Blu-ray Review: Cabin Fever: Patient Zero

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The original Cabin Fever launched the career of writer-director Eli Roth back in 2002, helping to make him one of the most-recognized names in contemporary horror. The sick humor and undeniable energy that characterized that film are mostly missing in the newly released prequel, Cabin Fever: Patient Zero. In fact, the presence of Sean Astin as Porter, the starting point for the flesh-eating infection that terrorizes the inhabitants of Cabin Fever’s world, is about the only distinctive aspect of director Kaare Andrews’ film.

Cabin Fever outside.jpgPatient Zero, as its title suggests, is a disease-outbreak movie that trades mostly on the clichés of that subgenre. Porter is naturally immune to the rapidly fatal illness, therefore he’s being held in quarantine in a medical facility located on a remote island. Astin delivers a much stronger performance than this type of material calls for, committing fully to the role (and infusing the character with a depth missing from the rest of the film). A group of party-hardy, carefree types wind up boating in waters near said remote island. Unsurprisingly, one by one they contract the flesh-decaying infection and eventually their crew meets the medical facility’s crew. For much of the 95-minute running time, it feels like Andrews is simply marking time, waiting a little too patiently to reach the film’s gore-infested climax.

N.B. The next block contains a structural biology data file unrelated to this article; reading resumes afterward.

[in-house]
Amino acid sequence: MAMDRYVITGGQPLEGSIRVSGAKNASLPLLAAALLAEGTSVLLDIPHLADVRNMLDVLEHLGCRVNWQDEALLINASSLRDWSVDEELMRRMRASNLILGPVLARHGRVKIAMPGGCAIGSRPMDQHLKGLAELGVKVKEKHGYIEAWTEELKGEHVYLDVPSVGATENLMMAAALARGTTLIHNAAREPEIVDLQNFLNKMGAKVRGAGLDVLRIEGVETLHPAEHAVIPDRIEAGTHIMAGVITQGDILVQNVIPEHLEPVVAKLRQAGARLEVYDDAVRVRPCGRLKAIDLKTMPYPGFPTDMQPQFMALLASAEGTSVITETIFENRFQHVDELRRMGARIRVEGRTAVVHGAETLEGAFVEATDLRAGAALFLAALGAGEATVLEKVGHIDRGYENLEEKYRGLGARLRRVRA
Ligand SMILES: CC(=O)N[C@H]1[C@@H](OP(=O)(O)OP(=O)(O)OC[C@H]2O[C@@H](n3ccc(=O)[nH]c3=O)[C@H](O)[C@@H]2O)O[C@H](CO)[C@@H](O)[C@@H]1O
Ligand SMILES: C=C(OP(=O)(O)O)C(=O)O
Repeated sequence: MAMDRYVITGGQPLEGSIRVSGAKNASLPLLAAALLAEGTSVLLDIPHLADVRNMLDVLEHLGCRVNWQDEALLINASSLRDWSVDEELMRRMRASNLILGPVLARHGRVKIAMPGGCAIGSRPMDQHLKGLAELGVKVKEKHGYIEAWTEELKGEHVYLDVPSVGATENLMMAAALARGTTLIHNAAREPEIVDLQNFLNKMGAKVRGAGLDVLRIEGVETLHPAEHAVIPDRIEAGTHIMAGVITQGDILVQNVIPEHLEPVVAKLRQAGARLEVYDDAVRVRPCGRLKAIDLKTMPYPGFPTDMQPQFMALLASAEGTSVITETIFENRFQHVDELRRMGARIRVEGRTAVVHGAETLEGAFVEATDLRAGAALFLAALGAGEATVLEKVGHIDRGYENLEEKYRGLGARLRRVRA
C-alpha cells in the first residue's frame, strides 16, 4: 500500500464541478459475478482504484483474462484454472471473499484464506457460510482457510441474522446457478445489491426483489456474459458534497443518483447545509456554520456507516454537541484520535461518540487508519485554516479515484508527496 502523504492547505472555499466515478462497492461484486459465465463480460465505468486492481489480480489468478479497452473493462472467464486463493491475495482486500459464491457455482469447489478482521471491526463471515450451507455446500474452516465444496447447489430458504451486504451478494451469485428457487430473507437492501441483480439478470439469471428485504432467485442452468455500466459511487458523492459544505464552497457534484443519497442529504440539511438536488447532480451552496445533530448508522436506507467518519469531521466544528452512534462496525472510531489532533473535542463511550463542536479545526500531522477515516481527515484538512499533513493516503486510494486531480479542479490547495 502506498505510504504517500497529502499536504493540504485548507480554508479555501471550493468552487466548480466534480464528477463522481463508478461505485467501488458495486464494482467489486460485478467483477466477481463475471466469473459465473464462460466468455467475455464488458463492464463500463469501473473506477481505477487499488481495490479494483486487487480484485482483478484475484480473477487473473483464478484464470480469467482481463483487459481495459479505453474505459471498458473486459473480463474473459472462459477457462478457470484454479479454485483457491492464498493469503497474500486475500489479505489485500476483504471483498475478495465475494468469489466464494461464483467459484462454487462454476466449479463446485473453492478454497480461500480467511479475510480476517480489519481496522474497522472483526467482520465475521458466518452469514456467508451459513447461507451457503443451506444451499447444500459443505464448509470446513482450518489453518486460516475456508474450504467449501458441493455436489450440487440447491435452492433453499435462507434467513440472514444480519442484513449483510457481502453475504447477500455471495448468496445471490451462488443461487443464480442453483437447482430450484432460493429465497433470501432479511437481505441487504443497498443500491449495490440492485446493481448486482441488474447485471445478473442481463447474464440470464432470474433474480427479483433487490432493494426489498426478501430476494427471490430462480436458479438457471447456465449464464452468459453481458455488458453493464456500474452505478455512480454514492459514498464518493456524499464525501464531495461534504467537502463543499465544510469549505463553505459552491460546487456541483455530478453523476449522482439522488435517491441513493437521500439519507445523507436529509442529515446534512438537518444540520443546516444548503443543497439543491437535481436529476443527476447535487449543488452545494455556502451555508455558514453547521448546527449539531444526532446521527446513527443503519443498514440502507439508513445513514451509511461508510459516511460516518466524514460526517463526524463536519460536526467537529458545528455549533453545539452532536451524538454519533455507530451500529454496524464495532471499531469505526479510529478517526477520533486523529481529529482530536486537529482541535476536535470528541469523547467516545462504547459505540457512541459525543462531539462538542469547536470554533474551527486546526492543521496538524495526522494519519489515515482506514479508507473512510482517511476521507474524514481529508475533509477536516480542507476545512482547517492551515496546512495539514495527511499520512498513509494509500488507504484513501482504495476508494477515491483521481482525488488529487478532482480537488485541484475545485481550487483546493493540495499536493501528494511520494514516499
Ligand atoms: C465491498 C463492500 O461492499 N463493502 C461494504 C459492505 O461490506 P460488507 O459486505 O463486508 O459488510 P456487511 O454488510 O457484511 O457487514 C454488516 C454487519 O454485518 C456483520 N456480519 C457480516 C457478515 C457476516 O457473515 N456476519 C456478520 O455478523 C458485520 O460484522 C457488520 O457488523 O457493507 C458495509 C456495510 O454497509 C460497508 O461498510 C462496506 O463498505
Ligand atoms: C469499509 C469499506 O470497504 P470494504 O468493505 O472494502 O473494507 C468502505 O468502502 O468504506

Cabin Fever dark.jpgMost spookily effective moment: a pair of island partiers goes scuba diving and, instead of schools of fish, see nothing but the remains of torn-up aquatic creatures. It doesn’t hurt that one of the divers is played by Jillian Murray (Sonny with a Chance, Wild Things: Foursome) who looks quite delightful in a bikini. A few notably gross-out moments will please genre fans (the decayed-flesh makeup is quite skillfully handled). And a few sight gags might provoke a laugh if you keep your expectations low, including the moment one character takes the terms “earning his red wings” to a whole new level.

Cabin Fever bikini.jpgImage Entertainment’s Blu-ray presentation can’t be faulted. The rather artless digital cinematography of Norm Li is ultra-sharp. Much of the blood and guts displayed on the remote island are spewed in fire-lit darkness, yet fine detail is never wanting. The shots are composed with all the grace and style of a student project, but they all look great. The DTS-HD MA 5.1 soundtrack is also splendid, featuring a surprising amount of surround activity and highlighting a generically bland score by film and video game composer Kevin Riepl.

No special features are included on Cabin Fever: Patient Zero, but the package does at least include a standard DVD.

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Chaz Lipp is a Seattle-based freelance writer whose focus is music and film. As “The Other Chad,” he has written for the online magazine Blogcritics since 2008. When he’s not writing, Chaz can be found trolling jazz clubs, attempting to find somewhere to play his sax (whether anyone wants to hear…

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